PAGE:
If you feel bloated and gassy regularly, you’re not alone -- 10 to 20 percent of adults complain of gas in the form of belching or flatulence, and it’s normal to emit flatus 12 to 25 per times day, according to Brigham and Women’s Hospital. Sometimes, the issue can be resolved by eliminating foods that cause gas and bloating, including sodium-rich foods, cruciferous vegetables and junk food. However, you might also want to stock up on certain foods that can help reduce the occurrence of this embarrassing -- yet completely normal -- bodily function.
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Fiber regulates the digestive system, helping prevent constipation that can cause gas and bloating. However, there’s a fine line between just enough and too much: Overdoing it on fiber or eating the wrong fiber-rich foods can cause stomach discomfort all on its own. The type of fiber that helps regulate your digestive system is insoluble fiber, which doesn’t dissolve in water. Whole-grain products such as wheat and oat bran are best for constipation, according to the Harvard School of Public Health, while other sources of insoluble fiber include brown rice, legumes, carrots, cucumbers and tomatoes. Although cruciferous vegetables such as broccoli and cauliflower are high in fiber, they also contain sulfur and a carbohydrate called raffinose that’s difficult for your body to break down, which leads to more bloating and gas.
Pass the Probiotics
If your gas and bloating is caused by unhealthy bacteria in your digestive tract, foods that contain probiotics can help solve the problem. According to registered dietitian Kristi King, writing on the Huffington Post website, probiotics contain healthful bacteria that crowd out the bad bacteria in your gut. Look for products, such as yogurt and kefir, that note “live and active” cultures on the package.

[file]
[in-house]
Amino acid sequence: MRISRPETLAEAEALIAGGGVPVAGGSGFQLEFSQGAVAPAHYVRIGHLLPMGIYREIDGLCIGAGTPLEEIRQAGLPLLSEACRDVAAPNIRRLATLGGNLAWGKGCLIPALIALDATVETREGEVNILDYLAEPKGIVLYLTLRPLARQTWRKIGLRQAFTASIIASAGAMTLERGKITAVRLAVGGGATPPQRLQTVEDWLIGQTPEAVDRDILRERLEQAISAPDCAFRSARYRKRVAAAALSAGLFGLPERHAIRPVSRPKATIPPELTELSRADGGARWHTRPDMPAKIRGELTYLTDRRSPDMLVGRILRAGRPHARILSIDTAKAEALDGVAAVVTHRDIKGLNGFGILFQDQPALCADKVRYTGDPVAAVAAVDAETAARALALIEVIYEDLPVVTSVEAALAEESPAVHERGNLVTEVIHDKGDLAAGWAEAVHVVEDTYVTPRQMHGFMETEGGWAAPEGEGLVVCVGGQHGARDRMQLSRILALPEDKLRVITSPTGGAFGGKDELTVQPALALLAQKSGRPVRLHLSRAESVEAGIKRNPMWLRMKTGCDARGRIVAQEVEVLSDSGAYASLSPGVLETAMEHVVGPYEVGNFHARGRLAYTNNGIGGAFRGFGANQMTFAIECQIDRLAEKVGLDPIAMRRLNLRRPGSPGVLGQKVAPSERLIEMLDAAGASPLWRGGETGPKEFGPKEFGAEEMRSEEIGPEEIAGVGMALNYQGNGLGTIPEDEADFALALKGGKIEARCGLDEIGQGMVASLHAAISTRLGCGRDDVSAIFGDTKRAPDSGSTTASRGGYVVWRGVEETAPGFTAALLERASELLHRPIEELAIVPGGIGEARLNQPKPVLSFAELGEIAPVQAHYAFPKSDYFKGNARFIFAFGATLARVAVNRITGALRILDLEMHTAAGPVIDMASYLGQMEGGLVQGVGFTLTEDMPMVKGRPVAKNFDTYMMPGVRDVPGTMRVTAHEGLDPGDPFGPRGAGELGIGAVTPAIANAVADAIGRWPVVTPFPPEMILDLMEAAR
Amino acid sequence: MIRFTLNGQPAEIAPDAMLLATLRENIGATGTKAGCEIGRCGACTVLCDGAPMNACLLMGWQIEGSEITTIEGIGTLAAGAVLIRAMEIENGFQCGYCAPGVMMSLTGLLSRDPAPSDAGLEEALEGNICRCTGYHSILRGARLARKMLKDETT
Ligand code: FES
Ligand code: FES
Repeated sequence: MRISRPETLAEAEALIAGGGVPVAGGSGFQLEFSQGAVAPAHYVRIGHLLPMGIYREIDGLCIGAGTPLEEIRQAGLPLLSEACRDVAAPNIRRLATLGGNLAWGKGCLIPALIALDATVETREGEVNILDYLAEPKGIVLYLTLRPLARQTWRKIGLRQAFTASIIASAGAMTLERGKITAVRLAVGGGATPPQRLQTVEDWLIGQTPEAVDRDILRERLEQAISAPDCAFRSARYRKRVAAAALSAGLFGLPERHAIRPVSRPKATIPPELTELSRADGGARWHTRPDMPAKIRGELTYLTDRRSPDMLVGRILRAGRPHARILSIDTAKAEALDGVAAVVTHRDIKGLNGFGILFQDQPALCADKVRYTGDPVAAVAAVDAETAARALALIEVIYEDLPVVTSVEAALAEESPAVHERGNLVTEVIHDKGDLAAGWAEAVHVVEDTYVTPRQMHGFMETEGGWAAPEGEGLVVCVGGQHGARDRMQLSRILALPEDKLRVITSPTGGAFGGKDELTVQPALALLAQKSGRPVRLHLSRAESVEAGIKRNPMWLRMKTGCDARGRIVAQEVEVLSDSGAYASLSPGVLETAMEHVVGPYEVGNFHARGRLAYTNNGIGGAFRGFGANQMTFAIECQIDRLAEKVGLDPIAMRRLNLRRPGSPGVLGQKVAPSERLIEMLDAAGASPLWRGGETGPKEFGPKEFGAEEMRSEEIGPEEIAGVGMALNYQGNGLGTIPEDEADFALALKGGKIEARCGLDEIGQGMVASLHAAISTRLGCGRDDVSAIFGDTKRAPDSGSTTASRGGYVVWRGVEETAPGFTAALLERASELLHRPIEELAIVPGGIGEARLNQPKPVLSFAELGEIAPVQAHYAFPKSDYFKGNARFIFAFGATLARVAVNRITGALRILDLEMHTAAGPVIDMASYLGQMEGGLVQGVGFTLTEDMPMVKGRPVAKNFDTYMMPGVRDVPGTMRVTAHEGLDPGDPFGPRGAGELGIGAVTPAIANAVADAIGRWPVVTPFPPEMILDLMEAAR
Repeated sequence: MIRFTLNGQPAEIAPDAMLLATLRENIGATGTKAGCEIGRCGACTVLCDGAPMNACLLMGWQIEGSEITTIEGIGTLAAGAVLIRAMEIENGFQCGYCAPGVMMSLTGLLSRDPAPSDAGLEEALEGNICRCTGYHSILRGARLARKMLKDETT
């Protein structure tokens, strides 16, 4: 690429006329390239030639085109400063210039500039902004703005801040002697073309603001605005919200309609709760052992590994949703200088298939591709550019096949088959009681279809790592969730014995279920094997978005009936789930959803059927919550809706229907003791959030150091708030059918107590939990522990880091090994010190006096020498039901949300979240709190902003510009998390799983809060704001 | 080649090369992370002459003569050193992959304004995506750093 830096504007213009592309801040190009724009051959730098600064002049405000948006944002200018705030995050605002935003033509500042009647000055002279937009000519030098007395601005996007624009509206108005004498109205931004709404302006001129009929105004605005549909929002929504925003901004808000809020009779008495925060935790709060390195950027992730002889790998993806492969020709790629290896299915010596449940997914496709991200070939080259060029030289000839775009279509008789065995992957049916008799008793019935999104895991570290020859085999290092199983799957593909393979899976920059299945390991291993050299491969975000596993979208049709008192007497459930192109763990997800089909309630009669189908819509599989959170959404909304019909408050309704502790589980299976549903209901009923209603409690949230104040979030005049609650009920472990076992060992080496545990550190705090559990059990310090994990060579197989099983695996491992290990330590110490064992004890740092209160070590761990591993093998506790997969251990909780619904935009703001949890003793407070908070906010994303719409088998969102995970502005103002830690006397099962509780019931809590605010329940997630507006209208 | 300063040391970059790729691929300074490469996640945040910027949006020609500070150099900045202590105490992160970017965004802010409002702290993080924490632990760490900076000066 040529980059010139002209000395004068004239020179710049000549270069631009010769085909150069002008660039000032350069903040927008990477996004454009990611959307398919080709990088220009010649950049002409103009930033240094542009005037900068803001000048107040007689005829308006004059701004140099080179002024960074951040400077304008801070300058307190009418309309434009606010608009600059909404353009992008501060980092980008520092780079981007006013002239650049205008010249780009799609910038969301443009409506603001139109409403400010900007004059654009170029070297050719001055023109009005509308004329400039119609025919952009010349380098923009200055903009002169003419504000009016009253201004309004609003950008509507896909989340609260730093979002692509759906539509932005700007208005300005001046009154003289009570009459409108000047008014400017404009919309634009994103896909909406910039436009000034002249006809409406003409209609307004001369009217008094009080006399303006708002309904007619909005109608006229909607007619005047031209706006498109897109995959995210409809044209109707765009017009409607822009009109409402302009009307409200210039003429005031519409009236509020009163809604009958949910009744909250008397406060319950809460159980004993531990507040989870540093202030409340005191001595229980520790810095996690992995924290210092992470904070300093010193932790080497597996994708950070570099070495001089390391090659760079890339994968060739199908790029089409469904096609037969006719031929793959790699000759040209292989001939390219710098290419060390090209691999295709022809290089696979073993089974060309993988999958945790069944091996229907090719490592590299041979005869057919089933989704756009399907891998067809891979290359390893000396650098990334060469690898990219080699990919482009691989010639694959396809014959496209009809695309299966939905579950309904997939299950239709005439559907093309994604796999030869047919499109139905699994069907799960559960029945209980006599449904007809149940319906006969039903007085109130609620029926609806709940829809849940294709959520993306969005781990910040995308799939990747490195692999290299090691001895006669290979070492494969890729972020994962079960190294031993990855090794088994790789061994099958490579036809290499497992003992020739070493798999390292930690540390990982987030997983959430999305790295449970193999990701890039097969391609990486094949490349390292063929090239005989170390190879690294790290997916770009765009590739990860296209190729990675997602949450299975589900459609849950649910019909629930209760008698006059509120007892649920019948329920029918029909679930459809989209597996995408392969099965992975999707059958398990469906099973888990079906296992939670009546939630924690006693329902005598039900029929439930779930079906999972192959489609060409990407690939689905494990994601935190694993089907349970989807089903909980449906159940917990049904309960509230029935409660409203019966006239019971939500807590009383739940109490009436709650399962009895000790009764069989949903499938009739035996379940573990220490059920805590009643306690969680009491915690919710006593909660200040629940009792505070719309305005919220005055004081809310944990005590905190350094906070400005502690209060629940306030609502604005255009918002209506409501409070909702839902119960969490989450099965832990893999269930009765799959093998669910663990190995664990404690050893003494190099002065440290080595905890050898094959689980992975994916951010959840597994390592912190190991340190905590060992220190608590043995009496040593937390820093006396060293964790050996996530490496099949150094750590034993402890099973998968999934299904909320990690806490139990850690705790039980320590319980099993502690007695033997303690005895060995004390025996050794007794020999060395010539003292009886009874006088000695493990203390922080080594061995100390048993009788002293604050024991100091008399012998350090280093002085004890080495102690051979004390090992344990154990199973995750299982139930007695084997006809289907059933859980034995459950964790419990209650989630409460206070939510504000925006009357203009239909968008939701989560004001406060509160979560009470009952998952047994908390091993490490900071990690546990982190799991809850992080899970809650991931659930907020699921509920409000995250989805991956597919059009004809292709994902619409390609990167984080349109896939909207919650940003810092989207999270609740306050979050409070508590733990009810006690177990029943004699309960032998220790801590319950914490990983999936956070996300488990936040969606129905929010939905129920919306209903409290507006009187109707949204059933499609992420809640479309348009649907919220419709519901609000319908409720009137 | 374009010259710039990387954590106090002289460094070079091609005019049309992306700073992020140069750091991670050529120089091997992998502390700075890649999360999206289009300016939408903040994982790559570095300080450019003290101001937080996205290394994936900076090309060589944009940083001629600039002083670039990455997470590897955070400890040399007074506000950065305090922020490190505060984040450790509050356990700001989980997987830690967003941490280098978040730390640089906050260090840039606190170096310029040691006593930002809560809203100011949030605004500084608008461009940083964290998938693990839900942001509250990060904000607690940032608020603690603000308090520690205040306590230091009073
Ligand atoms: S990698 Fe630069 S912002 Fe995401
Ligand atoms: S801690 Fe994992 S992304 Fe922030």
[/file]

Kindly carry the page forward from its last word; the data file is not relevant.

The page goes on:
MInerals that Soothe
The minerals magnesium and potassium help fight bloating and gas. Magnesium, which is found in green leafy vegetables, whole grains and fish such as halibut, does so by soothing constipation through relaxing the muscles in the intestinal walls, according to the website of the Dr. Oz Show. Potassium eases bloating by balancing and circulating body fluids. Add potassium-rich foods such as bananas, kiwis and strawberries to your diet.
Fight it with Fluids
When food fails, turn to fluids to help ease your pain. Water helps beat bloating caused by eating too much sodium, and it also helps keep your digestive tract functioning optimally. The Institute of Medicine recommends 2.7 liters of water a day for women and 3.7 liters a day for men. Dandelion tea can also help because it is a mild diuretic, so try drinking one cup a day to see if it helps your body.
- Huffington Post: Bloating Foods: What To Eat, And Not To Eat, To Avoid Abdominal Discomfort
- Dr. Oz Show: Bloating 101: How to Beat a Bulging Belly
- Brigham and Women’s Hospital: Gas: Beat the Bloat
- Harvard School of Public Health: Fiber
- Institute of Medicine: Dietary Reference Intakes: Water, Potassium, Sodium, Chloride, and Sulfate